Hugh Stowell Scott

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Hugh Stowell Scott (9 May 1862 – 19 November 1903)[1][2] was a prominent English novelist who wrote as Henry Seton Merriman. His best known novel, The Sowers (1896), went through 30 UK editions.[3][4] Flotsam (1896) is set in India.

Life[edit]

Born in Newcastle upon Tyne,[5] he became an underwriter at Lloyd's of London, but then took to travel and writing novels, many of which had great popularity. Scott visited India as a tourist in 1877–1878 and set his novel Flotsam (1896) there.[6] He was an enthusiastic traveller, many of his journeys being made with his friend and fellow author Stanley J. Weyman.[7]

Scott married Ethel Frances Hall (1865–1943) on 19 June 1889.[8] They had no children.

Scott was unusually modest and retiring in character. He died of appendicitis in 1903, aged 41, at Melton, Suffolk.[9][7]

Scott left £5000 in his will to Evelyn Beatrice Hall, his sister-in-law and a fellow writer, best known for a biographical work, The Friends of Voltaire. Scott explained the legacy as a "token of my gratitude for her continued assistance and literary advice, without which I should never have been able to have made a living by my pen."[10]

Novels[edit]

His first novel, Young Mistley was published anonymously in 1888.[11] His other novels include The Phantom Future (the only novel of his set entirely in England, 1888), Suspense (1890), The Slave of the Lamp (1892), From One Generation to Another (1892), With Edged Tools (a bestseller in 1894), The Sowers (generally considered his best, set in Russia, where it was banned) (1896), In Kedar's Tents (1897),[12] Roden's Corner (1898), Dross (1899), Grey Lady; Isle of Unrest (1900), The Velvet Glove; The Vultures (1902), Queen; Barlasch of the Guard (1903) and The Last Hope (1904). He worked with great care, and his best books held a high place in Victorian fiction.

Bibliography[edit]

  • Young Mistley (1888)
  • The Phantom Future (1888)
  • Suspense (1890)
  • Prisoners and Captives (1891)
  • The Slave of the Lamp (1892)
  • From One Generation to Another (1892)
  • Well Meant (1892)
  • Sister (1892)
  • A Pair of Dark Horses (1893)
  • In Countermine B (1893)
  • The Slowcoach (1893)
  • In a Caravan (1893)
  • From Wisdom Court (with Stephen G. Tallentyre, alias of Evelyn Beatrice Hall, 1893)
  • The Panther (1894)
  • The Haunted Hand (1894)
  • Crab-Appleby (1894)
  • Hand and Heart (1894)
  • Putting Things Right (1894)
  • With Edged Tools (1894)
  • At the Front (1894)
  • A Friend in Need (1895)
  • The Lie That Tony Told (1895)
  • "The Morning Star" (1895)
  • In the Track of the Wandering Jew (1895)
  • The Grey Lady (1895)
  • The Money-Spinner and other Character Notes (with Evelyn Beatrice Hall, 1896)
  • Flotsam (1896)
  • Through the Gate of Tears (1896)
  • The Sowers (1896)
  • A Pariah (1896)
  • The Prodigal's Return (1896)
  • The Carnival in Spain (1896)
  • Last Year's Nest (1896)
  • On the Brink (1896)
  • Of This Generation (1896)
  • After Many Days (1897)
  • In Kedar's Tents (1897)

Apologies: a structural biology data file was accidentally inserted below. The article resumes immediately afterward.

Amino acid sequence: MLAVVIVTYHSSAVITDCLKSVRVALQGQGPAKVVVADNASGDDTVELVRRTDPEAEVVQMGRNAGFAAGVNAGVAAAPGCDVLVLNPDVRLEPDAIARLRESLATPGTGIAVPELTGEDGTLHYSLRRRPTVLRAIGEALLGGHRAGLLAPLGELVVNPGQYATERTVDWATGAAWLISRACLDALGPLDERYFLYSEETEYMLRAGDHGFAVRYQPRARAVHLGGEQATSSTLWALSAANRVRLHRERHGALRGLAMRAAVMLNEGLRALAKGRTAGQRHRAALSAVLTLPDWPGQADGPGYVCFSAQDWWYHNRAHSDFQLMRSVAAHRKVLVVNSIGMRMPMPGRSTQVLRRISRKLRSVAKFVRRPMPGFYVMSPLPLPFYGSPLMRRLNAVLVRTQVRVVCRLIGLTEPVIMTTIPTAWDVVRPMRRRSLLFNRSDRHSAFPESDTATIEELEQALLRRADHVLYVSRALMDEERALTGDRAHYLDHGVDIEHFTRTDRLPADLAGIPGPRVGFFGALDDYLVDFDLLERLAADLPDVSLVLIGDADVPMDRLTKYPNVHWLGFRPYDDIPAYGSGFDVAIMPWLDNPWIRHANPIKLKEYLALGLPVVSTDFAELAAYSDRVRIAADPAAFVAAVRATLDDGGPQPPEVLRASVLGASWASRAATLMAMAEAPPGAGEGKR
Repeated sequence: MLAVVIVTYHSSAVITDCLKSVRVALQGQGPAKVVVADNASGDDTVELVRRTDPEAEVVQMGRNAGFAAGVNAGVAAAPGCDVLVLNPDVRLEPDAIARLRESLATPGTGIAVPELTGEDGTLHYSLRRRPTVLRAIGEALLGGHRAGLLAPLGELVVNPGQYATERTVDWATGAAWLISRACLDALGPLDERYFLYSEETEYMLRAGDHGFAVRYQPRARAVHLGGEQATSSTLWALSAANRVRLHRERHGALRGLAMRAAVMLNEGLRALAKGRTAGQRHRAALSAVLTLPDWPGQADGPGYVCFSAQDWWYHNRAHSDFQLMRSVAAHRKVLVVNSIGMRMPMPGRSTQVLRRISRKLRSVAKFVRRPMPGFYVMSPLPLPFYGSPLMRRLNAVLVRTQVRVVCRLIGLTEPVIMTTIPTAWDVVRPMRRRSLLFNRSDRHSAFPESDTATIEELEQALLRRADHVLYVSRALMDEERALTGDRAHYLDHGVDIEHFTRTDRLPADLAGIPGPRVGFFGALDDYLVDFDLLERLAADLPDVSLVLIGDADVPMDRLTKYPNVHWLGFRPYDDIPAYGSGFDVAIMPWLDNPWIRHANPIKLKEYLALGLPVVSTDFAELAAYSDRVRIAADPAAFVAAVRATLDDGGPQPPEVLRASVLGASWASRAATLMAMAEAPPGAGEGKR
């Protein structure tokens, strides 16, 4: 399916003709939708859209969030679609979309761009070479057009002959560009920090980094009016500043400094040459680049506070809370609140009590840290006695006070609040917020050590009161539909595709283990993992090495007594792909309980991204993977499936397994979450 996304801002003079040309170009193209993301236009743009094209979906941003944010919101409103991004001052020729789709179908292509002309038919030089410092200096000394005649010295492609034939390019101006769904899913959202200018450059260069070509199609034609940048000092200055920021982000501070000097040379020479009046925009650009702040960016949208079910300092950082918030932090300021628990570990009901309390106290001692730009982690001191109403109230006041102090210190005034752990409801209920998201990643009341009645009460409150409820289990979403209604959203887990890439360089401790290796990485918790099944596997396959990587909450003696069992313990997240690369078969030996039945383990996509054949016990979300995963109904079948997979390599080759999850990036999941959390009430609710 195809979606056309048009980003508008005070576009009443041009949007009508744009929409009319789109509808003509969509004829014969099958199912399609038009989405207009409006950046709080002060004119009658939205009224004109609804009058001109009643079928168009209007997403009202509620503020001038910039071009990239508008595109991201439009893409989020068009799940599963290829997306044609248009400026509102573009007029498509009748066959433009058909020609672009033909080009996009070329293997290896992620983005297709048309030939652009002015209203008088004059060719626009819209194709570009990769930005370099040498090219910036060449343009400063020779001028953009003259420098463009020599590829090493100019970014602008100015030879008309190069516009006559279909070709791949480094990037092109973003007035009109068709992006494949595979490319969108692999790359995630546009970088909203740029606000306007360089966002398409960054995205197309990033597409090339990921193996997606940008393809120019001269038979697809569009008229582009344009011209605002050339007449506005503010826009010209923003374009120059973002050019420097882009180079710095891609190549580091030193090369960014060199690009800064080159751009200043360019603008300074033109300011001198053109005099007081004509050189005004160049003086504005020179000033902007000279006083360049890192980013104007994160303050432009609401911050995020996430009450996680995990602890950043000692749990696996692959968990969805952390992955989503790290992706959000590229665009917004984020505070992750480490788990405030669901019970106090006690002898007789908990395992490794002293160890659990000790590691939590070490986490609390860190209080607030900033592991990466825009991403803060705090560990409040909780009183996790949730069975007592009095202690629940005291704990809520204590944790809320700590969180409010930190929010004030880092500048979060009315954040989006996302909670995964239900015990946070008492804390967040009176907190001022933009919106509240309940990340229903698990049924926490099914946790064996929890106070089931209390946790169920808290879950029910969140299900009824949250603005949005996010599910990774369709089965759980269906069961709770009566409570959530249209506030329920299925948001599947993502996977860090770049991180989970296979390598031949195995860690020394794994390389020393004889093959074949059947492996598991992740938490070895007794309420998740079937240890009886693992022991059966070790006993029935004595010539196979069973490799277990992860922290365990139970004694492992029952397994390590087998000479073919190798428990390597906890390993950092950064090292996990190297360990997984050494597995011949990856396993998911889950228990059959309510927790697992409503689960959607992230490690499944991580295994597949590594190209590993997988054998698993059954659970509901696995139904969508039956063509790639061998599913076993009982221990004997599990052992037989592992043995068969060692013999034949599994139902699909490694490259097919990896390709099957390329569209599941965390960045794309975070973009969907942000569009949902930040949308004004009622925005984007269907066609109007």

• In the Valley of Repose (1898)
  • On the Rocks (1898)
  • Roden's Corner (1898)
  • Dross (1899)
  • Tomaso's Fortune (1899)
  • The Isle of Unrest (1900)
  • A Small World (1900)
  • An Old Custom (1901)
  • The Velvet Glove (1902)
  • The Vultures (1902)
  • Queen (1903)
  • Barlasch of the Guard (1903)
  • The Last Hope (1904)


Uncollected magazine stories:

  • For Juanita's Sake
  • The End of the "Mooroo"
  • Golossa-a-l
  • The Mule
  • In Love and War
  • Stranded
  • In a Crooked Way
  • The Tale of a Scorpion

References[edit]

  1. ^ "Index entry". FreeBMD. ONS. Retrieved 26 December 2013.
  2. ^ "Index entry". FreeBMD. ONS. Retrieved 26 December 2013.
  3. ^ Cox, Homer T. (1967). Henry Seton Merriman (Twayne's English Authors Series). New York: Twayne Publishers.
  4. ^ Seccombe, Thomas; rev. Mills, Rebecca (2004). "Scott, Hugh Stowell (1862–1903)". In Mills, Rebecca (ed.). Oxford Dictionary of National Biography (online ed.). Oxford University Press. doi:10.1093/ref:odnb/35988. Retrieved 2 May 2015. (Subscription or UK public library membership required.) (registration required)
  5. ^ [1]. Retrieved 11 May 2010.
  6. ^ [2]. Retrieved 11 May 2010.
  7. ^ a b Chisholm, Hugh, ed. (1911). "Merriman, Henry Seton" . Encyclopædia Britannica. 18 (11th ed.). Cambridge University Press. p. 173.
  8. ^ "Ethel Frances Hall". Cobbold Family History Trust. Archived from the original on 24 May 2015. Retrieved 24 May 2015.
  9. ^ [3]. Retrieved 11 May 2010.
  10. ^ The Advertiser, (Adelaide, SA) March 09, 1904
  11. ^ The Concise Dictionary of National Biography. Twentieth Century 1901–1903 (London: Oxford University Press).
  12. ^ Buckingham, James Silk; Sterling, John; Maurice, Frederick Denison; Stebbing, Henry; Dilke, Charles Wentworth; Hervey, Thomas Kibble; Dixon, William Hepworth; MacColl, Norman; Rendall, Vernon Horace; Murry, John Middleton (6 November 1897). "Review: In Kedar's Tents by Henry Seton Merriman". The Athenæum (3654): 629–630.

 This article incorporates text from a publication now in the public domainCousin, John William (1910). A Short Biographical Dictionary of English Literature. London: J. M. Dent & Sons – via Wikisource.

External links[edit]